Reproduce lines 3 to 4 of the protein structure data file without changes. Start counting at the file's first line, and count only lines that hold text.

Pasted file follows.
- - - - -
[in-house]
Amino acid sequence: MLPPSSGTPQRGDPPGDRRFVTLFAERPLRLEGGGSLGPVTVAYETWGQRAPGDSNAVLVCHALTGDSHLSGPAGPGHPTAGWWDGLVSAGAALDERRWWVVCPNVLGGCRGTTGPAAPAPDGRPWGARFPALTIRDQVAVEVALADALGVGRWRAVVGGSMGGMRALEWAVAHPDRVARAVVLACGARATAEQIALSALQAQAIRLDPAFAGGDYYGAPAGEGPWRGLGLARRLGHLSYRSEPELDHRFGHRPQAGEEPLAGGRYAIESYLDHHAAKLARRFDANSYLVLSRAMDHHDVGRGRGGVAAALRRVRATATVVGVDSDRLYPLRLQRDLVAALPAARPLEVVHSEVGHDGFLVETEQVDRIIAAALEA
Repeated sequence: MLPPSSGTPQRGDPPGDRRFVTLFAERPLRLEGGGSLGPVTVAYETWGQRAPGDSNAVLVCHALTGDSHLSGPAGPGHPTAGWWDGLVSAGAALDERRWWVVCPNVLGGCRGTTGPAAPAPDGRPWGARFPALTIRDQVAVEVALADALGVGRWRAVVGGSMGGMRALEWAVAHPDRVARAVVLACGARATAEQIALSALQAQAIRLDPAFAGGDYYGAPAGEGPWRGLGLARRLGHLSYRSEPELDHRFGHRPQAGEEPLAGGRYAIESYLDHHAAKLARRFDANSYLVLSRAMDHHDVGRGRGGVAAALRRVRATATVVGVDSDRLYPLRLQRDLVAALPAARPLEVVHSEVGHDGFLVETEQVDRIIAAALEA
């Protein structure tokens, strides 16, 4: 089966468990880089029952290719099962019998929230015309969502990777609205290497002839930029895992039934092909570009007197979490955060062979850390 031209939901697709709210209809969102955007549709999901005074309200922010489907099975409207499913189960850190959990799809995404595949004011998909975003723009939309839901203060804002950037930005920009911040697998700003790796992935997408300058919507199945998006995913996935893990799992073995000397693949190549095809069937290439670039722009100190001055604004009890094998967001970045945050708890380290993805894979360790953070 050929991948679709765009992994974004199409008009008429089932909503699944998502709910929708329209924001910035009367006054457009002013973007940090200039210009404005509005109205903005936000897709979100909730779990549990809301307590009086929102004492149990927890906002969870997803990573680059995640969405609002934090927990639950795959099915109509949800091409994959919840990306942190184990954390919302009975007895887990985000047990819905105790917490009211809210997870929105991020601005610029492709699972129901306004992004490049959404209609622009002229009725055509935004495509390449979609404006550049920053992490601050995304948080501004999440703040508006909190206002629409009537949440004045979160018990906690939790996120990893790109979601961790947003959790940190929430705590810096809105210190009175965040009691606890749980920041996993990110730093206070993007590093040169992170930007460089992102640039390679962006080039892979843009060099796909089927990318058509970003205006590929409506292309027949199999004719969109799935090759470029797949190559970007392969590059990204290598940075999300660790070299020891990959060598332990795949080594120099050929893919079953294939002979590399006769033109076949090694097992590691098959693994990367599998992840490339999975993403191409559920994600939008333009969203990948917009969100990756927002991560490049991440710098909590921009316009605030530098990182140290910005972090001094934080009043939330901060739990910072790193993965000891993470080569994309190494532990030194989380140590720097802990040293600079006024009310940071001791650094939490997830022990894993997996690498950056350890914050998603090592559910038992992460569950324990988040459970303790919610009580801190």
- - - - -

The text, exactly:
Repeated sequence: MLPPSSGTPQRGDPPGDRRFVTLFAERPLRLEGGGSLGPVTVAYETWGQRAPGDSNAVLVCHALTGDSHLSGPAGPGHPTAGWWDGLVSAGAALDERRWWVVCPNVLGGCRGTTGPAAPAPDGRPWGARFPALTIRDQVAVEVALADALGVGRWRAVVGGSMGGMRALEWAVAHPDRVARAVVLACGARATAEQIALSALQAQAIRLDPAFAGGDYYGAPAGEGPWRGLGLARRLGHLSYRSEPELDHRFGHRPQAGEEPLAGGRYAIESYLDHHAAKLARRFDANSYLVLSRAMDHHDVGRGRGGVAAALRRVRATATVVGVDSDRLYPLRLQRDLVAALPAARPLEVVHSEVGHDGFLVETEQVDRIIAAALEA
């Protein structure tokens, strides 16, 4: 089966468990880089029952290719099962019998929230015309969502990777609205290497002839930029895992039934092909570009007197979490955060062979850390 031209939901697709709210209809969102955007549709999901005074309200922010489907099975409207499913189960850190959990799809995404595949004011998909975003723009939309839901203060804002950037930005920009911040697998700003790796992935997408300058919507199945998006995913996935893990799992073995000397693949190549095809069937290439670039722009100190001055604004009890094998967001970045945050708890380290993805894979360790953070 050929991948679709765009992994974004199409008009008429089932909503699944998502709910929708329209924001910035009367006054457009002013973007940090200039210009404005509005109205903005936000897709979100909730779990549990809301307590009086929102004492149990927890906002969870997803990573680059995640969405609002934090927990639950795959099915109509949800091409994959919840990306942190184990954390919302009975007895887990985000047990819905105790917490009211809210997870929105991020601005610029492709699972129901306004992004490049959404209609622009002229009725055509935004495509390449979609404006550049920053992490601050995304948080501004999440703040508006909190206002629409009537949440004045979160018990906690939790996120990893790109979601961790947003959790940190929430705590810096809105210190009175965040009691606890749980920041996993990110730093206070993007590093040169992170930007460089992102640039390679962006080039892979843009060099796909089927990318058509970003205006590929409506292309027949199999004719969109799935090759470029797949190559970007392969590059990204290598940075999300660790070299020891990959060598332990795949080594120099050929893919079953294939002979590399006769033109076949090694097992590691098959693994990367599998992840490339999975993403191409559920994600939008333009969203990948917009969100990756927002991560490049991440710098909590921009316009605030530098990182140290910005972090001094934080009043939330901060739990910072790193993965000891993470080569994309190494532990030194989380140590720097802990040293600079006024009310940071001791650094939490997830022990894993997996690498950056350890914050998603090592559910038992992460569950324990988040459970303790919610009580801190």